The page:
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When Are Condominium Board Members Entitled to Indemnification?

Many owners of cooperative (co-op) and condominium apartments serve on the Board of their co-op or condominium association as a way to exercise control over how the building is operated. Often, they assume that if they get sued for their conduct as a Board member, that the co-op or condo will pay the legal fees, whether through insurance or from reserve funds. However, in certain instances, condominium board members may not be entitled to indemnification of the expenses incurred in litigation in the same way as co-op board members.

Apartments are typically owned in one of two forms. In a co-op, the building and all apartments are owned by a cooperative corporation. The purchaser buys shares in the corporation and enters into a proprietary lease for the apartment. With condominiums, purchasers own the apartment itself and a percentage of the common elements (i.e., the building and property). A condominium may or may not be incorporated.

Indemnification of board members is usually covered in the by-laws, which set out the procedures for the operation of the co-op or condo. However, if the by-laws are silent, the right to be indemnified varies depending on whether the building is a co-op or condominium corporation, on the one hand, or an unincorporated condominium, on the other.

The rights of a board member of a co-op (or incorporated condominium) to seek indemnification is clear. As a co-op is a corporation, it is controlled by the provisions of New York’s Business Corporation Law (BCL). Section 724 of the BCL provides that if a corporation refuses to indemnify a corporate officer or director for expenses incurred in connection with litigation arising from conduct as an officer or director, the board member can go to court to seek an order of indemnification.

In contrast, the rights of a member of the Board of Managers of an unincorporated condominium association to indemnification are more complicated. This issue was addressed in a recent decision of the New York Supreme Court, Appellate Division, 1st Department, in 28 Cliff Street Condominium v. Maguire. The case involved a 4-unit condominium which included 3 residential units and a commercial space. The Defendant Maguire owned the ale house that occupied the commercial space and was the president of the condo board.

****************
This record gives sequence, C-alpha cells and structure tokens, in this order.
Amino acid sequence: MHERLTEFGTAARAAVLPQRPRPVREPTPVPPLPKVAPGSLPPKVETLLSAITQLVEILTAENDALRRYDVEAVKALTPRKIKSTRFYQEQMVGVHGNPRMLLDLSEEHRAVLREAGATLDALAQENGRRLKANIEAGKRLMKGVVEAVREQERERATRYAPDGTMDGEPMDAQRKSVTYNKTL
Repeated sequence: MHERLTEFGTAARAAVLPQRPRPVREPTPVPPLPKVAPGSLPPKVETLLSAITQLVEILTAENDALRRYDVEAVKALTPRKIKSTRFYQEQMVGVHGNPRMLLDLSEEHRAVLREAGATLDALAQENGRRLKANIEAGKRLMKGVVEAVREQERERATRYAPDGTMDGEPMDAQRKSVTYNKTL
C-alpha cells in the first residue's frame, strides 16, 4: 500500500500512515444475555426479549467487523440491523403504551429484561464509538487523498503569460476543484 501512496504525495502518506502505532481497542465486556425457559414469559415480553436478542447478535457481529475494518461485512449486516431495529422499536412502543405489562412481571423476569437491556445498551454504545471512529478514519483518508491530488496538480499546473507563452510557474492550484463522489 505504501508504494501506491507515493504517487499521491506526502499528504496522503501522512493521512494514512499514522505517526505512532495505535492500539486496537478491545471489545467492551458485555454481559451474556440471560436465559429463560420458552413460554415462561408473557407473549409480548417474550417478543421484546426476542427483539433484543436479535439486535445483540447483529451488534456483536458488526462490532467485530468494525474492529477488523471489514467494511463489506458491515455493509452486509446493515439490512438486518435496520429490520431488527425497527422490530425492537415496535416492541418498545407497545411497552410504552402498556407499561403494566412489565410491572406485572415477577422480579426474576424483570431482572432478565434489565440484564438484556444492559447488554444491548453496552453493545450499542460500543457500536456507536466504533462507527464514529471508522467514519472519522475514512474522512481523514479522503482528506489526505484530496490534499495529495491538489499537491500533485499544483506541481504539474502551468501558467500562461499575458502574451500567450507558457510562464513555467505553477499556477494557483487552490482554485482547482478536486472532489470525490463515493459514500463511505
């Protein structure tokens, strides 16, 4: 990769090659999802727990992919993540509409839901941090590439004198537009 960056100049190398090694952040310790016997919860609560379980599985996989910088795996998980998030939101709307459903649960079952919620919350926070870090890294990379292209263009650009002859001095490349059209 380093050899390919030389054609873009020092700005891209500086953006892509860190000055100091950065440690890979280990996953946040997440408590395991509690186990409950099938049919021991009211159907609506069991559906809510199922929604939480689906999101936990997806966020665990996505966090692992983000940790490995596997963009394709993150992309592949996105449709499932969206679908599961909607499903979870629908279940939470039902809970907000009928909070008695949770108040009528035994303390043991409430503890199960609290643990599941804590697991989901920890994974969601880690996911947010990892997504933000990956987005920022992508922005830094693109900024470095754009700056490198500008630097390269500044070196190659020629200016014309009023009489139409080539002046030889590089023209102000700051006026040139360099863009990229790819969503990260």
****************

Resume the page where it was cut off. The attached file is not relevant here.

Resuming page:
The lawsuit arose out of the use of insurance proceeds from a fire in the commercial space. The other condo owners sued Maguire alleging that the insurance money was improperly allocated to greatly improve the ale house (expanded seating, etc.), while sub-standard repairs were made to the building common areas.

Maguire sought an order of indemnification under BCL 724. The Trial Court granted the motion for indemnification. Although the by-laws only allowed indemnification against claims of contractual liability, the Trial Court looked to the BCL in finding that Maguire was also entitled to indemnification for claims involving noncontractual liability, such as those against Maguire.

The Appellate Court disagreed and reversed the decision. The Court held that the condo by-laws’ indemnification provision specifically defined when indemnification was allowed so there were no grounds for expanding it to apply to other types of claims. Further, even if the by-laws were silent on the issue of indemnification, the BCL does not apply to an unincorporated condominium. The Court also noted that nothing prevents a condominium from incorporating, which would allow the BCL to govern such situations.

The takeaway for prospective condo board members is to carefully review the by-laws closely to ensure you understand your rights and liabilities. In addition, condominium associations should also reassess their by-laws and consider any amendments necessary to protect the Board of Managers. If you have questions about co-op or condo legal issues, contact one of our real estate a

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